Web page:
If you want to learn something about forks for freestyle scooters, you must first of all be willing to do a now almost forgotten activity - reading.

Forks are a basic component of freestyle scooters. It is important to note that while freestyle scooter forks are designed for freestyle riding and are therefore durable, they are NOT indestructible. Like all human activities, riding a freestyle scooter requires the heavy involvement of your brain. You could also benefit from another one or two factors: Alteration of the laws of physics or the chemical table of elements. :-)

Forks are made of CrMo (steel) or aluminum. The vast majority of threadless forks (see below) available on the market are made of aluminum. Aluminum forks are lighter than steel forks and strangely enough, are stronger too.



a) Material

Aluminum vs. CrMo (steel)


b) Threaded vs. threadless forks

Threaded forks (the fork tube is threaded) are only used on cheap entry-level scooters. They are practically non-existent on the scooter-parts market. Threaded forks are always steel and two-piece. Because of the threads, they have a weakened tube wall and are therefore not very durable. They are also not suitable for the use of pegs.

Závitové vs. bezzávitové vidlice


c) One-piece vs. two-piece forks

The vast majority of forks available on the market are one-piece forks. They are made from a single piece of aluminium using different technological processes. Forks made this way have no welds and are therefore very durable.

To summarize points (a) to (c), the vast majority of forks are made from one-piece of aluminium and are threadless.


d) Offset

Offset indicates whether the wheel axle lies on or off the fork tube axis.

The forks are thus divided into Zero Offset forks (wheel axle lies on the fork tube axis) and Offset forks (wheel axle lies outside the fork tube axis). Most forks have a very similar offset.

There are very few Zero Offset forks on the market.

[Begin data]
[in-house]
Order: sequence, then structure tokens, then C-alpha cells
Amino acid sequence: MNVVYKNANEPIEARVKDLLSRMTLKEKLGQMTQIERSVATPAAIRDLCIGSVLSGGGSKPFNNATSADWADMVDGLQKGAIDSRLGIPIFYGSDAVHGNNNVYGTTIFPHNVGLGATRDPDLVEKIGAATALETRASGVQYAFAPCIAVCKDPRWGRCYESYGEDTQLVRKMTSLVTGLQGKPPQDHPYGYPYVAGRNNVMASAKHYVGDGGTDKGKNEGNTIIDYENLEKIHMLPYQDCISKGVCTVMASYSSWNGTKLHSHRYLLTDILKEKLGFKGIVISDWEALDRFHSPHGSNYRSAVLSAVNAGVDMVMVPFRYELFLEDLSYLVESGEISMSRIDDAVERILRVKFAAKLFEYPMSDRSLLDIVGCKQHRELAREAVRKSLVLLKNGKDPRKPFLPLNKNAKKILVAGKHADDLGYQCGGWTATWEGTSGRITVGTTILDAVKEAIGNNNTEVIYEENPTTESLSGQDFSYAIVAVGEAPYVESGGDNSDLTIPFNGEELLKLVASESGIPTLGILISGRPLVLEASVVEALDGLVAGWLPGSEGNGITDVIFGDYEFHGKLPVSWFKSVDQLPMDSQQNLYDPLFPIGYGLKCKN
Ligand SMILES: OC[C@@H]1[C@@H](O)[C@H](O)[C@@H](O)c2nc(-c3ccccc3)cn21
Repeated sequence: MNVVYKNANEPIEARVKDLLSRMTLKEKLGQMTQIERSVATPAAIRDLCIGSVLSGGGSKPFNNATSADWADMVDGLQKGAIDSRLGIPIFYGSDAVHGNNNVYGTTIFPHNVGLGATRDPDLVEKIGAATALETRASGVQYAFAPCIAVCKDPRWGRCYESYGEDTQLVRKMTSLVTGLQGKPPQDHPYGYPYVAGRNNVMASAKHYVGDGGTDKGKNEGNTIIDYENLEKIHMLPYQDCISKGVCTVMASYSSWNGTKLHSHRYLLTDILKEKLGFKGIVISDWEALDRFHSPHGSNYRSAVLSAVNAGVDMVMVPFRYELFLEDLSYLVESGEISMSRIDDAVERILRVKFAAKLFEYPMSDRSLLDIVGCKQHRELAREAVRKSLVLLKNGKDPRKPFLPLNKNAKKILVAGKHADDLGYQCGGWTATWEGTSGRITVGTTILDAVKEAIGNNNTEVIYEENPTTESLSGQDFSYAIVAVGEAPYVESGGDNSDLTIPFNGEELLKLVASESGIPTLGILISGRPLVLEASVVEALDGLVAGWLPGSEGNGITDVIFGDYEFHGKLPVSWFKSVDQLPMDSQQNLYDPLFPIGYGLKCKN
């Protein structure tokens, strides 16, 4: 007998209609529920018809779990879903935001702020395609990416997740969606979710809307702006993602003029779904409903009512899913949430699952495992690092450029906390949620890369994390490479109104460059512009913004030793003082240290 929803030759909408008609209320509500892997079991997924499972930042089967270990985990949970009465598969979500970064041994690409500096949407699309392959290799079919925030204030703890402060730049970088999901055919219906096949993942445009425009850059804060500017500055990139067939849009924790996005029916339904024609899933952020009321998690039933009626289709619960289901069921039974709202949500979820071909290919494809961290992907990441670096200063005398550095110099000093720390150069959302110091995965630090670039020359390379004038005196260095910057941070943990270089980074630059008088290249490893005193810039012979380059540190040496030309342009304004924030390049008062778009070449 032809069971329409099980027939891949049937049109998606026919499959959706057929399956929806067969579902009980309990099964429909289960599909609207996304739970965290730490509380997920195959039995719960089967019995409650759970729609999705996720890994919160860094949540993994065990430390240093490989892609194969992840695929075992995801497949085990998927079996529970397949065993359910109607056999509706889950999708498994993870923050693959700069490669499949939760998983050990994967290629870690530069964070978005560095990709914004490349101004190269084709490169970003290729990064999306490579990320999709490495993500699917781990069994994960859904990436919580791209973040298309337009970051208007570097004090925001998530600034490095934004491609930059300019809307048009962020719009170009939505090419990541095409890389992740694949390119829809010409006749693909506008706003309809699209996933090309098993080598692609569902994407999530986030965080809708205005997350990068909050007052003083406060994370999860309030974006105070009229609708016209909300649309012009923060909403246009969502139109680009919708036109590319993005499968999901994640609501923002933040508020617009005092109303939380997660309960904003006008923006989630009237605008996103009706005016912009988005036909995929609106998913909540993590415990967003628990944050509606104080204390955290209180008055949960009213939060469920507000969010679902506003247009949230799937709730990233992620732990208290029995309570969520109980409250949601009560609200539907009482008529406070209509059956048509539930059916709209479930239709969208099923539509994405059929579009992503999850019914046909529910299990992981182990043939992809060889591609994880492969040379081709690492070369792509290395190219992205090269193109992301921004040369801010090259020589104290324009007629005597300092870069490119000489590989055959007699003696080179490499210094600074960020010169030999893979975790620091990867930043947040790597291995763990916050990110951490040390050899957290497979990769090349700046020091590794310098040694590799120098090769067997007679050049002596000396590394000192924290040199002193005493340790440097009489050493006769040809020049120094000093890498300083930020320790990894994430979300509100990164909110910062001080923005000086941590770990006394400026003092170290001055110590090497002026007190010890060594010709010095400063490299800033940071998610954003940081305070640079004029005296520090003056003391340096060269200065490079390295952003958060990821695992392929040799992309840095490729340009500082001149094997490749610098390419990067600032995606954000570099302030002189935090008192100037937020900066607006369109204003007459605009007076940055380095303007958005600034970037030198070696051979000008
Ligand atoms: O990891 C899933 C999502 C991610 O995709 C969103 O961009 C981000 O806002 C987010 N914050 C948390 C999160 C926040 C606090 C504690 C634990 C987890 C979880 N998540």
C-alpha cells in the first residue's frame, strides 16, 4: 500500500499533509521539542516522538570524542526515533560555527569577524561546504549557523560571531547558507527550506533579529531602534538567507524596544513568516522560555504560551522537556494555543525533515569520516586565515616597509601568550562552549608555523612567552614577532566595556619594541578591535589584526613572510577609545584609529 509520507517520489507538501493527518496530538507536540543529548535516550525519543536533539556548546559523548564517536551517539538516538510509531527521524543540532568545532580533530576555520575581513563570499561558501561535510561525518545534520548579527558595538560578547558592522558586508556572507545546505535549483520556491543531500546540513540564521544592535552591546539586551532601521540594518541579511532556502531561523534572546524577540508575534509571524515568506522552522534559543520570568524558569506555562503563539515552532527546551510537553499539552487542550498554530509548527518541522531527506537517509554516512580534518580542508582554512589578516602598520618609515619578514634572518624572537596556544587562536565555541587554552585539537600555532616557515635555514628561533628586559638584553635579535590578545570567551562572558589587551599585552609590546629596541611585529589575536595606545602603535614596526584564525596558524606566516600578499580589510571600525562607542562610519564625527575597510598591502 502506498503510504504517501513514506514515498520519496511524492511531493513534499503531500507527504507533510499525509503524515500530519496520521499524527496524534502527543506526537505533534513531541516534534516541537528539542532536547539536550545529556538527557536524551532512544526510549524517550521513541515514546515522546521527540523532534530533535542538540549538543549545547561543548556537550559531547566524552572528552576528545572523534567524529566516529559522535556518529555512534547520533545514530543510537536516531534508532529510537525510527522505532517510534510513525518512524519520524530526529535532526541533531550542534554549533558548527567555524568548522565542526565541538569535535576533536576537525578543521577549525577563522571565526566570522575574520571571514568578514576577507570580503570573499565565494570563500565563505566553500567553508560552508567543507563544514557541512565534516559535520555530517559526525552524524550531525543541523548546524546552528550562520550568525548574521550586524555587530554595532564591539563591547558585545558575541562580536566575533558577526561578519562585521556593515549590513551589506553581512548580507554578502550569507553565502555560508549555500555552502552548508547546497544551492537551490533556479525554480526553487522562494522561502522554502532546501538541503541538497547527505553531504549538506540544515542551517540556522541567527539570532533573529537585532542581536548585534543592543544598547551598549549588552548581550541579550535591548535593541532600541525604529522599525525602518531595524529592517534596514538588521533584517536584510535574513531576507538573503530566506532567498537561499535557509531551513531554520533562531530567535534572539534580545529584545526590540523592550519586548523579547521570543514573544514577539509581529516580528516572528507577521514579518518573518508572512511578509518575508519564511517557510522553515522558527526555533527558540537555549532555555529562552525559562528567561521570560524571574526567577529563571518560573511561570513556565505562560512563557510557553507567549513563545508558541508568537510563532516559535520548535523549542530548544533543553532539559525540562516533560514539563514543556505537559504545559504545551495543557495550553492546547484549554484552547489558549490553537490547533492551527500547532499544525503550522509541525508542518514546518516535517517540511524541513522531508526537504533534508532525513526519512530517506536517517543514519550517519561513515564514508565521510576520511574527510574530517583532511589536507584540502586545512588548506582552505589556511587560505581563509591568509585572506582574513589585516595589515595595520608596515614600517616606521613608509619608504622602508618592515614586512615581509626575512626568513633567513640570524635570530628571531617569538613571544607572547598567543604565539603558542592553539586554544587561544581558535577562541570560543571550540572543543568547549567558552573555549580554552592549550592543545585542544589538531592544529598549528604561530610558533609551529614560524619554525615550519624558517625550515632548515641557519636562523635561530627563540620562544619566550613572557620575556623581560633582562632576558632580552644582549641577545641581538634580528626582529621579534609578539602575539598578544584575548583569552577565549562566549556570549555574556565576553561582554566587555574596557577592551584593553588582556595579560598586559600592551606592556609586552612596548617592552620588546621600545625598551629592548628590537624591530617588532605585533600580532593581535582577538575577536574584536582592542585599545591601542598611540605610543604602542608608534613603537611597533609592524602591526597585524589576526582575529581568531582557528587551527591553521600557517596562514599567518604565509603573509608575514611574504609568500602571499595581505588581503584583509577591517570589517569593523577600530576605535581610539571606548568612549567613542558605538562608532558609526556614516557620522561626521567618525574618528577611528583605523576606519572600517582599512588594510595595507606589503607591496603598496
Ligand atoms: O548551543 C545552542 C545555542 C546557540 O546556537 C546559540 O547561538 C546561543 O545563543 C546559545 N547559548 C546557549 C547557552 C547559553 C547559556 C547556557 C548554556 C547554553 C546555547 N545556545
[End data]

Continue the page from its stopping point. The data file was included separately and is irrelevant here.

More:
Offset forks make for a smoother control of the scooter

Zero offset forks are more playful; offset forks are more comfortable


e) Compatibility with different wheel diameters

There are different wheel diameters on the market at the moment. 100mm, 110mm, 115mm, 120mm and 125mm.

All threadless & one piece forks available today are compatible with 100mm and 110mm diameter wheels. It's standard.

A fairly high percentage of forks will also accommodate 120mm or 125mm diameter wheels.

If you want to use 120mm or 125mm wheels on your scooter, you need to choose the right fork model, as well as the right deck!

Threaded, steel & two-piece forks used on basic scooters are usually only compatible with 100mm diameter wheels.


f) Compatibility with compression systems

For forks that use the HIC/SCS compression system, the length of the fork tube is important.

If SCS is used, the fork tube must not protrude more than 3-5 cm from the headset, see the following video:

Likewise, when using the HIC system, the fork tube must not protrude more than the height of the HIC shim, which is usually 4 - 5 cm. HIC forks have therefore longer tubes than SCS forks.

The tube of the ICS fork should protrude no less than 4.5 cm from the headset, for the proper function of the clamp and to cover the handlebars slit.

Conventional ICS / HIC / SCS forks have an outer tube diameter of 28.7 mm.

HIC průměr vidlice

IHC forks are different. These forks have an outer tube diameter of approximately 25mm (diameters vary by manufacturer, but are approximately 25mm). Using the IHC shim, which has the same function as the HIC shim, results in a standard tube diameter of 28.7 mm.

HIC vs. IHC HIC vnější průměr IHC vnější průměr

Most HIC and SCS forks have a pre-grooved thread inside the tube. If you are unlucky enough to own a fork without such a thread, it is not the end of the World. In that case, starnuts are used: Starnut 1 1/8" or Starnut 1".

Steel forks use a 1 1/8" starnut, aluminum forks use a 1" starnut.

Starnut Alu



1) Treat your scooter well. Do not throw it around.

2) Perform tricks in a clean manner. The more you suppress the landing with your bent knees, the more you save not just the fork but also your joints.

3) Use your compression system correctly see Compression systems

4) Using pegs protects the fork from excessive wear caused by grinds.

5) Do not lend your scooter to friends. They may weigh 30 kg more and have a completely different riding style.



1) Aluminium or steel

Unless you are a masochist, get an aluminium fork. After all, the choice of threadless steel forks is very limited.


2) SCS, HIC, IHC or ICS fork?

When choosing a new fork, you need to take into account your existing compression system. In general, HIC forks and SCS forks can be interchanged. ICS forks are usually (with minor modifications) compatible with SCS/HIC compression systems. IHC forks cannot be used with any other compression system.


3) Zero offset or offset?

Offset forks make for a smoother control of the scooter

Zero offset forks are more playful, offset forks are more comfortable.

How does the crowd decide? At least 98% of forks sold are offset forks.


4) Pay attention to the height of the deck headtube!

More information in the following video tutorial: